As you can see, it is easy to be inspired and just as easily write these ideas off as not possible.  I was probably ready to just leave things as they were until this showed up in my Twitter feed:



Well, okay, the universe didn’t want to just let this one go for me.  So, I replied with a truthful but shallow response:


However, thankfully, neither the universe, nor Scott Totten (@4BetterEducatio), were willing to let that one go just yet.


Okay, so I really need to start thinking about this… I can’t just let this one go.  So, I was honest in my response and Scott was equally honest in his.  tweet4So, here I am.  What can I do, as one itinerant teacher, to empower my little six and seven year old students?  How can I, who comes in for 60 minutes at a time, twice a week, empower these kids who are just discovering a new language, just discovering this thing called school?  And quite frankly, how can I, who enjoys having a clear path in front of me with set steps, create a learning environment that is messy, loud, and meaningful for my students?  Scott encouraged me to try to answer these questions.  Jana Scott Lindsay (@janaslinday on Twitter) aptly chose a topic for the #saskedchat blog post this week that seemed to push me even further in this direction.  What power do I have, as ONE person, one prep teacher, to create this positive change?


I started by rereading the chapter on Peer Collaboration from Learn like a Pirate.  It seemed to me that this is where I need to start with my kidlets.  For each big idea I came across, I wrote my thoughts down.  I will share them below.  Please, if you have any thoughts or ideas, share them with me.  Right now, I am just at the early stages of processing all this information.  I hope to dig deeper in the next month or so before school is back in session.

  • We are a family!
    • We want everyone to find success in this classroom.  From my experience, younger kids have a natural ability to be happy for their classmates, and sad for them.  They love seeing people from their class win prizes in school-wide contests and become very concerned for them if they are sad or hurt.  This plays naturally into the concept that we are a family.
    • They still need to be reminded, however, that family members can argue, disagree, and even fight sometimes, but that we still need to be respectful.
    • This idea also fits in really well with our Catholic teachings of “we are all children of God.”
    • While reading this section, I started thinking about the “I can” statements that have become very popular as of late.  Could I transform these statements into “We can” statements?  Would that underline the idea that our goal is that we all can achieve the desired outcome?  It would eliminate the “I can do it before/better/faster/neater/etc than you” statements.  It would give the quick finishers a focused goal: make sure that everyone can do it.  I like the idea.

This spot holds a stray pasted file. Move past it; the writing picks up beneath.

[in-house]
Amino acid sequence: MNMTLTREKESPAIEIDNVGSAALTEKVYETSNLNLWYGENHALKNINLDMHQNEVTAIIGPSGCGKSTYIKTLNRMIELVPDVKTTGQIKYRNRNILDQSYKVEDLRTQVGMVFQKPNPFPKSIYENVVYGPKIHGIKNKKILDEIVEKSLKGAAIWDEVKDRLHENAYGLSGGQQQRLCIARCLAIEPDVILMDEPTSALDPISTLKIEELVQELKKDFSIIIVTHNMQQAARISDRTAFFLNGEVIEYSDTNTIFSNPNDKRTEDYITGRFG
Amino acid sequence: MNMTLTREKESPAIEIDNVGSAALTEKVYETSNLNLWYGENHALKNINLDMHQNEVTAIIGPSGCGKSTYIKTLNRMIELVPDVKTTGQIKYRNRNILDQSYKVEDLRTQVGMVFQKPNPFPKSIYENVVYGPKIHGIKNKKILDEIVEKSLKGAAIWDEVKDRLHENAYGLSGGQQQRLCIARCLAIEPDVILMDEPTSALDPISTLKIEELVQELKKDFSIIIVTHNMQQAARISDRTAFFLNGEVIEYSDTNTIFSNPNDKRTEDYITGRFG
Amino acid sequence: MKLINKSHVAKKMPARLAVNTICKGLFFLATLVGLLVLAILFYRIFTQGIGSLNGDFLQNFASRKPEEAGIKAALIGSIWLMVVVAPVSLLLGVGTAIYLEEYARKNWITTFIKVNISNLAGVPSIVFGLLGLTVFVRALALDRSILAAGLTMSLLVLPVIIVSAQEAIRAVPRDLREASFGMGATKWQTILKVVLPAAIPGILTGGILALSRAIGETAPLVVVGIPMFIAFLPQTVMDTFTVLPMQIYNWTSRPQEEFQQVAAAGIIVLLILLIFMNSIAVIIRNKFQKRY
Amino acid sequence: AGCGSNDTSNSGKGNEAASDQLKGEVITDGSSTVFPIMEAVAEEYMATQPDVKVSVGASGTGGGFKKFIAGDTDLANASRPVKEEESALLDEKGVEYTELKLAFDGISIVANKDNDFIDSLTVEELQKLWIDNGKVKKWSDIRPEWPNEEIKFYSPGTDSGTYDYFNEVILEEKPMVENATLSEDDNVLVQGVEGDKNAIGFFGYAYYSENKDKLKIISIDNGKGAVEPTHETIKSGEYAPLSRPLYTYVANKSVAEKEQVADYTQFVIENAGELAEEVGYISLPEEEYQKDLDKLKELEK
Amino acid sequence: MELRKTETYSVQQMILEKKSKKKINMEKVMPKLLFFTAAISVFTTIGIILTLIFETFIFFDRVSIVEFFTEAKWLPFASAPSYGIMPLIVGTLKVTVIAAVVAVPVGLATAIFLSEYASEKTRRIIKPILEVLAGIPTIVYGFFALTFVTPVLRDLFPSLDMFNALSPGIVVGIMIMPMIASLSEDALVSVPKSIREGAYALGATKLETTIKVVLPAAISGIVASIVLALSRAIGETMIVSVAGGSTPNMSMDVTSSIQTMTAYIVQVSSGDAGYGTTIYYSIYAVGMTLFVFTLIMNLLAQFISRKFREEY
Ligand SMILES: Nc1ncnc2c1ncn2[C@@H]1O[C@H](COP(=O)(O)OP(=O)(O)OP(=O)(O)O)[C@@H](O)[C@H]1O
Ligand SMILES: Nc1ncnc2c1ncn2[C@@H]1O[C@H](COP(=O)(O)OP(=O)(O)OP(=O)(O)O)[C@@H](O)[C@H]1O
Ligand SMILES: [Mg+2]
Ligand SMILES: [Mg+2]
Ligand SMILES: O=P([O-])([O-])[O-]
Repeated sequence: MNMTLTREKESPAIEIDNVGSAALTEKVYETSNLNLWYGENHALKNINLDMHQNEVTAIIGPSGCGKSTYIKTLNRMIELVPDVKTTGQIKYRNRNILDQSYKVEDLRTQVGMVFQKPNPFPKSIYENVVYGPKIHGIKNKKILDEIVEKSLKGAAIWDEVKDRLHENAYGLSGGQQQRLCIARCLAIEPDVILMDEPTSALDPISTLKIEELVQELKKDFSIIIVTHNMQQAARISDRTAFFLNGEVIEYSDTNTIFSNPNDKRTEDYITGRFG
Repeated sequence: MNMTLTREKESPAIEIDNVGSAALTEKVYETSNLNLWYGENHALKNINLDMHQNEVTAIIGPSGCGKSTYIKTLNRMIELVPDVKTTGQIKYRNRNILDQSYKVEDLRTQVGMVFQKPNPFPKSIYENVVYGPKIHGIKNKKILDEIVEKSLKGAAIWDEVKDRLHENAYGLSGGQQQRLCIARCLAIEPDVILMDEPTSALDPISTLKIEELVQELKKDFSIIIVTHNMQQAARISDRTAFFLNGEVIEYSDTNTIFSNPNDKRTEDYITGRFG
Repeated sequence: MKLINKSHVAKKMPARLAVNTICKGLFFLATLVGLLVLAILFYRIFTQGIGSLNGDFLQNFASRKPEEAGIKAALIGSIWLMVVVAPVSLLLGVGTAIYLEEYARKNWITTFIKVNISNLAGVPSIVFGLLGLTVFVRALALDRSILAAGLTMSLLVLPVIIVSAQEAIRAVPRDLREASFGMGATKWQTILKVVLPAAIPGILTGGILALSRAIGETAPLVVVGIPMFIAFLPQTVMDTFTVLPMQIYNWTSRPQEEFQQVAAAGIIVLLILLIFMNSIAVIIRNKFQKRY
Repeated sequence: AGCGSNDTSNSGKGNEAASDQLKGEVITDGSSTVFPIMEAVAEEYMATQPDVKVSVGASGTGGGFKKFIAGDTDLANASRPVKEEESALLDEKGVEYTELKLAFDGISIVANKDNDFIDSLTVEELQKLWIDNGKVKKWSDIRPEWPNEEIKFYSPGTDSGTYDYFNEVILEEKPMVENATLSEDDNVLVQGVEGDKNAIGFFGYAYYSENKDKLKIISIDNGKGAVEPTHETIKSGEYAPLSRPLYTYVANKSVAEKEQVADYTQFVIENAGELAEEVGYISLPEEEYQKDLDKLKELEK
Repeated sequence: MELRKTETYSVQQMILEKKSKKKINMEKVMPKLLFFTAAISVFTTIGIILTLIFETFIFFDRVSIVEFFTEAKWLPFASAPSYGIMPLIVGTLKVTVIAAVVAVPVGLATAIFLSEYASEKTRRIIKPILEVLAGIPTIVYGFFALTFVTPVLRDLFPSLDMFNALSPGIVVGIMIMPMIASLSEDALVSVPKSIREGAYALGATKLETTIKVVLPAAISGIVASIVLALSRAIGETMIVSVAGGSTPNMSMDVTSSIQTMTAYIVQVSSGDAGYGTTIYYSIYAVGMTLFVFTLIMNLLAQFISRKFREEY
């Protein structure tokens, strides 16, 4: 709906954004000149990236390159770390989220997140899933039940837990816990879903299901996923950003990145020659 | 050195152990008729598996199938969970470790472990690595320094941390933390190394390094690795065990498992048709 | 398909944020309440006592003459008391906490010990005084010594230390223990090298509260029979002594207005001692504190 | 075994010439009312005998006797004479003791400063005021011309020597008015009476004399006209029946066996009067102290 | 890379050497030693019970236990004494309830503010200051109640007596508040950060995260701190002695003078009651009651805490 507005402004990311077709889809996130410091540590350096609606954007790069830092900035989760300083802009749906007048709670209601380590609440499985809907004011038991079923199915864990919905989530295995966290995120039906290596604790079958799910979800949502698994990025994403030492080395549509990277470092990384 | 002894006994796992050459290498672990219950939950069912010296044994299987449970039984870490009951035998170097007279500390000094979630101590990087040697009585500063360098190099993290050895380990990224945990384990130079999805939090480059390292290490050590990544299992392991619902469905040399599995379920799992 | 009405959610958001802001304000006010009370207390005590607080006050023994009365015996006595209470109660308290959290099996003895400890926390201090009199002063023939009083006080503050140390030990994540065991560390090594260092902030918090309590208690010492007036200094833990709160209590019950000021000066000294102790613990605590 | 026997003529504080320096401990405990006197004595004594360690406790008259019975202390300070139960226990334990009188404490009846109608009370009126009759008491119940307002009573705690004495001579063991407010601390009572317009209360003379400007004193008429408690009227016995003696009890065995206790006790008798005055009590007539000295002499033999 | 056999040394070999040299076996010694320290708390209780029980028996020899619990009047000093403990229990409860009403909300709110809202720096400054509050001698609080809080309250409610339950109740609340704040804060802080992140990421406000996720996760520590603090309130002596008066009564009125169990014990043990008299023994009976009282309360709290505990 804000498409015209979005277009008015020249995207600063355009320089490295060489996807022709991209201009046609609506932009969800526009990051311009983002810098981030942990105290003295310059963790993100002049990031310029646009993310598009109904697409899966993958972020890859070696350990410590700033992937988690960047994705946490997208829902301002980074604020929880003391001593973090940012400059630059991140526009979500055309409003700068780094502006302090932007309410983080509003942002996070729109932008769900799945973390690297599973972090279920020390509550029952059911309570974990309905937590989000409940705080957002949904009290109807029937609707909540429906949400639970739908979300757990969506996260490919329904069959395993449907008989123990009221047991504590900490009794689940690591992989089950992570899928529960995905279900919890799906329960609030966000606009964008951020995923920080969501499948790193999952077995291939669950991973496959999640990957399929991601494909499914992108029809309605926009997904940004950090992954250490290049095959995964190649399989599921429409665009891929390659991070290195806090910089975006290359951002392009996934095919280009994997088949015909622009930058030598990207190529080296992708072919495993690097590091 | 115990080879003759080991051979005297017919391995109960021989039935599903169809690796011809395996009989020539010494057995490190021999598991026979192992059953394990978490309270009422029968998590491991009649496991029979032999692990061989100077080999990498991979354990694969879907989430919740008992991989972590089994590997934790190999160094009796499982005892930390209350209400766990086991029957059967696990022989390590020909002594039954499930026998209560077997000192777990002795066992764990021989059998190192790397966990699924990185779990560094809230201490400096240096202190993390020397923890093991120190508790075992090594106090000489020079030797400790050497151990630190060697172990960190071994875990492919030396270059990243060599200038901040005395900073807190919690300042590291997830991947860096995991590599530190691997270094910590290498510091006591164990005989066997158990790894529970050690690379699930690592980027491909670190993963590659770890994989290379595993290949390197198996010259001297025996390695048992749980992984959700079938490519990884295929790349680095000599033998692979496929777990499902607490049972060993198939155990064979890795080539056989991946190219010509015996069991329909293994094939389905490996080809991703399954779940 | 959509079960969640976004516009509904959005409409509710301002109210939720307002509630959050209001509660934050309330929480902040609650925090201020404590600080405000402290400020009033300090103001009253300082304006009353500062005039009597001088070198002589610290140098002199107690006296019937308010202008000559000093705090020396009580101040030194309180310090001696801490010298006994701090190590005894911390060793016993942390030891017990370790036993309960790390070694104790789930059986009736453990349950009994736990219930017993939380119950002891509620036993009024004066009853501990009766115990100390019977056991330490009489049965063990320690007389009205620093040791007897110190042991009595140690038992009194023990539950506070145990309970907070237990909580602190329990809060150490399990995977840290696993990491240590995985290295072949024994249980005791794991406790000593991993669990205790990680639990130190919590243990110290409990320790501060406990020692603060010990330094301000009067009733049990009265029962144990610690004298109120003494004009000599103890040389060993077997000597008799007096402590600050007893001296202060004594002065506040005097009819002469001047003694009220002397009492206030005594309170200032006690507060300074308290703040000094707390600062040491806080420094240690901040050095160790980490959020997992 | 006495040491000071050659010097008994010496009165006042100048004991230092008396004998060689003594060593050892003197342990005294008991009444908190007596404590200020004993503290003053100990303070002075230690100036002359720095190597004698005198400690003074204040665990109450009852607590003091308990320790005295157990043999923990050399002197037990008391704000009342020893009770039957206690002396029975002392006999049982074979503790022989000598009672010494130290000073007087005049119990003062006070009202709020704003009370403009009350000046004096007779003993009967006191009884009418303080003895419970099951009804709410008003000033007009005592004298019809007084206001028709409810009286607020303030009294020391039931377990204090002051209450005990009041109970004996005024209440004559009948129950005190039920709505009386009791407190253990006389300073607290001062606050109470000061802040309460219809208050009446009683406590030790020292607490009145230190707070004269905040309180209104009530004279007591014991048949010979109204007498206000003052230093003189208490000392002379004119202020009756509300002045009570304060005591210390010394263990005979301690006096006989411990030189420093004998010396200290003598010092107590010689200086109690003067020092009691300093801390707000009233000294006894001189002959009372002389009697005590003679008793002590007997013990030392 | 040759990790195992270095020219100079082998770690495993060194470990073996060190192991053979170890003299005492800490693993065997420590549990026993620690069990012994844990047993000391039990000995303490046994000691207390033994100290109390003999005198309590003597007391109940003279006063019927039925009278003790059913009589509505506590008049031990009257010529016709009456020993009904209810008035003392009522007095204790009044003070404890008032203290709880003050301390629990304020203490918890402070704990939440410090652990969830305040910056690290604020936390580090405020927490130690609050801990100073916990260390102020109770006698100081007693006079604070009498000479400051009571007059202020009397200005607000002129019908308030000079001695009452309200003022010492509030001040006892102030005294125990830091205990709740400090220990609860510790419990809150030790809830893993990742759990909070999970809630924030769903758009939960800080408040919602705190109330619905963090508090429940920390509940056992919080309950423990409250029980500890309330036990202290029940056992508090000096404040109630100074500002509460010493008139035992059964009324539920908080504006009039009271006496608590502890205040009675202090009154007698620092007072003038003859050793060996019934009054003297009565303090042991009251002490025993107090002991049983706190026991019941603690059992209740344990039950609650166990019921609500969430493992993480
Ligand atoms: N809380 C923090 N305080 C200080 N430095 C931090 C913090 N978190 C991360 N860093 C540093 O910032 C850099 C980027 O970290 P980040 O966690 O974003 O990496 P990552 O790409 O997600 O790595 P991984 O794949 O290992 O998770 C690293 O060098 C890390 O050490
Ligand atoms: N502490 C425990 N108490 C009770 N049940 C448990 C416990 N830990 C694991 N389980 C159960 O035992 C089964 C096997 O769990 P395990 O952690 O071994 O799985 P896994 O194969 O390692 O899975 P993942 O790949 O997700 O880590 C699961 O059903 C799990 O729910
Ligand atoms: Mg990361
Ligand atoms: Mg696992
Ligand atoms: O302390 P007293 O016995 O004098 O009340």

• “Give me Five”
    • My first reaction, and continued reaction to this is that five, six and seven year olds wouldn’t get this.  They are just discovering what school is all about.  However, is there a way to adapt this idea?
    • I really like the idea of stopping a working session and asking a student to share an instruction, an idea, or a question.  I think that is I did the stopping but the student did the sharing instead of me, this is a happy compromise at first.  It would show the students that I value what they think, their ideas.
    • Many young students don’t quite know yet how to read time.  Perhaps I could travel with a digital clock on my cart and post the transition times so students would be able to keep us on task.
  • Setting goals collaboratively
    • Take five minutes to debrief that day with the kids and to set a goal for the next class.  In the book the kids run the show from leading the discussion to getting the supplies to writing the goal.  How can I make this work in a grade 1 classroom where at the beginning of the year they can neither read nor write?
    • Can I ask the “capitaine” to be responsible for getting the supplies (with the support of everyone)?
    • Since I’m travelling in and out of the classroom, how can I find a physical space for this?
    • Can I start the year with visuals of some standard goals? (speak French, stay on task, help a friend, …???)
    • Keep it simple!
  • Providing “space”
    • I don’t have control over the way that the classrooms are organized as I am just popping in and out.
    • I need to find a way to organize my cart in such a way that although the supplies on the cart may change, that each classroom has a “space” on my cart that doesn’t change.  Is there anyone out there that teaches from a cart that can share how they organize themselves???